That being said, I do think it’s possible and important to observe the situational circumstances that bring people together to accomplish something effectively and cooperatively. However, I don’t think this process needs to be observed through the grandiose lens of leadership/followership theories because if we continue to categorize people as leaders or followers, then we assume that someone is either one or the other when, in my opinion, this dynamic fluctuates depending on the context. My conclusion is that leadership theories are too narrow to capture these kinds of nuances and so followership studies, couched in a similar conceptual framework, will inevitably follow suit.

    • Edmond Michaud 20152558 says:

      Hey Tiara, your comment made me re-read the whole thing and change my perception! I now think that Nancy and Ford are wrong about the servant leadership theory (from Greenleaf). I think this theory does not present itself with the “tragic flaw of the implicit theory of followership that assumes leaders and followers serve a common purpose, and followers are for the most part passive and helpless conformers, in need of persuasion or coercion in order to take action.” Here’s my argument. I think we can all agree on the point that Nancy and Ford are making: the dynamics created when putting leaders and followers in the same room, (to solve problem or bring about positive change), are full of undesirable attitudes and behaviors, to the eyes of both the leaders and the followers in the room, and to the eyes of outside observers as well. But Greenleaf is getting out of that dynamic, when he introduces the role of servant, because that role can come from anyone in the room, leaders or followers. The person jumping in a servant shoes is a very temporary jump, but long enough to enter some kind of attitude that prioritizes the collective or organizational good, over their usual position as either follower or leader. Greenleaf states that these persons, while they wear those servant shoes temporarily, “are somehow morally superior to the unsophisticated and brutish masses around them.” This sounds haughty and boastful, but since it is a very temporary role, to be taken by anyone, then it means that those persons, after their brief moment of insight, simply return to their brutish and unsophisticated attitude or behavior! If I am not mistaking, this is in line with your statement that humans are complex. I like to think that people, everyone, anyone, can have their brief moments of insight, and their moments of brutishness too. Not because I enjoy brutishness, but because it relieves the pressure of anyone to be adequate in all situations at all times. It is simply impossible, too big of a task, illusory, and most probably a source of anxiety, and mistakes, for either leaders or followers to try to be perfect. Additionally, this servant theory also gives the opportunity for anyone to have insight, regardless of position, disposition, temper, culture, background, experience. Temporarily being in a “servant’s shoes” simply means to feel obligated to respond if the need arises, regardless of hierarchical dynamics, and in a very brief, unconscious move out of the dynamics of leaders vs followers. That’s how I understand Greenleaf, and that’s why I think Nancy and Ford are wrong about his theory. Even if he talks of leaders and followers, his introduction of the temporary servant role makes the implicit followership theory inapplicable to those brief moments of lucidity. What do you think?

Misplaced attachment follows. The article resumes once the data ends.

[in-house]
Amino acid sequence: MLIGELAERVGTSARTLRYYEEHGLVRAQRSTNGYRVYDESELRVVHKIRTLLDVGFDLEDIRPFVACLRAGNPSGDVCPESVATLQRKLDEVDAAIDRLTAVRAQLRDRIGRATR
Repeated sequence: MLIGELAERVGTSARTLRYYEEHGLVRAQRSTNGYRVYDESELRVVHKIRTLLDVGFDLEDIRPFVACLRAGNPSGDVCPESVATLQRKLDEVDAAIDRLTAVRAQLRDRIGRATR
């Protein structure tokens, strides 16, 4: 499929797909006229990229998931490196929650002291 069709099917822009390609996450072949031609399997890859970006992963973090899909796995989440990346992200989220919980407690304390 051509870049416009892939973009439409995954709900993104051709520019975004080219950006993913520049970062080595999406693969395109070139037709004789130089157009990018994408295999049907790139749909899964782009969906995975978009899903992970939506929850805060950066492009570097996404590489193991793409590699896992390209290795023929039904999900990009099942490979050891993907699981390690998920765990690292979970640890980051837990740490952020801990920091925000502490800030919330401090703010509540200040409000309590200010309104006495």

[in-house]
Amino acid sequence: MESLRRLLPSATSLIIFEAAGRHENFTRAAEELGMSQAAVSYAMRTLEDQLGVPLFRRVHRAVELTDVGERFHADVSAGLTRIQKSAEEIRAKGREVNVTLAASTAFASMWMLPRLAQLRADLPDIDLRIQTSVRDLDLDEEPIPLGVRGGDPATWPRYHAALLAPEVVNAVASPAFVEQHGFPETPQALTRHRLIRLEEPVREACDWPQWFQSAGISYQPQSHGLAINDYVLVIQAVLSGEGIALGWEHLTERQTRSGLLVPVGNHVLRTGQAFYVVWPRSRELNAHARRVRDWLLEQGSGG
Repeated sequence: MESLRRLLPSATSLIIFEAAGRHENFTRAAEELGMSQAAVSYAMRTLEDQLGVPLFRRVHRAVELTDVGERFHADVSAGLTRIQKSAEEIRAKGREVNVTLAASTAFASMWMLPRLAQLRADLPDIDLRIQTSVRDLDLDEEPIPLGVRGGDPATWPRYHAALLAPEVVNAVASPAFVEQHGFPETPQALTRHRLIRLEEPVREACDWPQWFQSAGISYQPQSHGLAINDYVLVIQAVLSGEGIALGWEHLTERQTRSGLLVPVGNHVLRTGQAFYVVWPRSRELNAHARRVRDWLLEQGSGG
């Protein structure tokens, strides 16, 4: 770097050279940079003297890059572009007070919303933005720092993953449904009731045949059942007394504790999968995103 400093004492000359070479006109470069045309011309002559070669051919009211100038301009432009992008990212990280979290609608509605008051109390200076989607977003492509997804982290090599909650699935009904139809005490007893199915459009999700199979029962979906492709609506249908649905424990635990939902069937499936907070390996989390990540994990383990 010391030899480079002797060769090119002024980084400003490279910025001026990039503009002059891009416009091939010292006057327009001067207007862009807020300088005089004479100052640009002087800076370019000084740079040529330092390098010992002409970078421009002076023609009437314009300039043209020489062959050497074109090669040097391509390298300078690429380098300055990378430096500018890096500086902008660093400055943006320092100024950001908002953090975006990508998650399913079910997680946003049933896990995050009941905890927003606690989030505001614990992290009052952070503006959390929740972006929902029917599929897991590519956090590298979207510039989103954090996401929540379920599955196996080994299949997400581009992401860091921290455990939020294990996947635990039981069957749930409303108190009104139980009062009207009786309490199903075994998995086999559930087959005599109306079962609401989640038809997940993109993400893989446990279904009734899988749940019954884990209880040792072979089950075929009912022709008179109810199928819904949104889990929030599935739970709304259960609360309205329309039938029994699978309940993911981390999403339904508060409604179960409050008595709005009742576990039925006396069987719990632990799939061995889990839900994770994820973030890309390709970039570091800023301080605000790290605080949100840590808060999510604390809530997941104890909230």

• Karla Winham says:

        “Brief moments of lucidity” – I like that. I think that perfectly sums up my (current) understanding of leadership. It’s something that happens, and it can be fleeting and can shift from one person to another.

        My only gripe with the concept of servant-leadership is that I really believe serving is something we ALL should strive to do with the skills we’ve been given. Some will only ever follow as they serve, and that’s ok. Those who have ambition to rise through the ranks of management into authority positions should study management, and use what they’ve learned to serve as managers. If they stay open to what’s going on around them and keep the big picture in mind, they MIGHT experience those brief moments of leadership. But no one can be counted on to consistently demonstrate leadership, no matter how well they serve, and I think calling someone a servant-leader sets up a discouraging, unattainable expectation. Let’s all just be servants, and leadership might happen! (I think I’m saying the same thing as you, Edmond, just in a different way. I really like the concept of servanthood, I just get concerned that combining it with “leadership” makes it into just another thing that people try to do to get ahead – which completely negates the spirit of it.)

        Perhaps the best leadership behaviour is when people learn to recognize when those lucid moments are happening in others, and help pave the way for them to continue.

      • Tiara Dhenin says: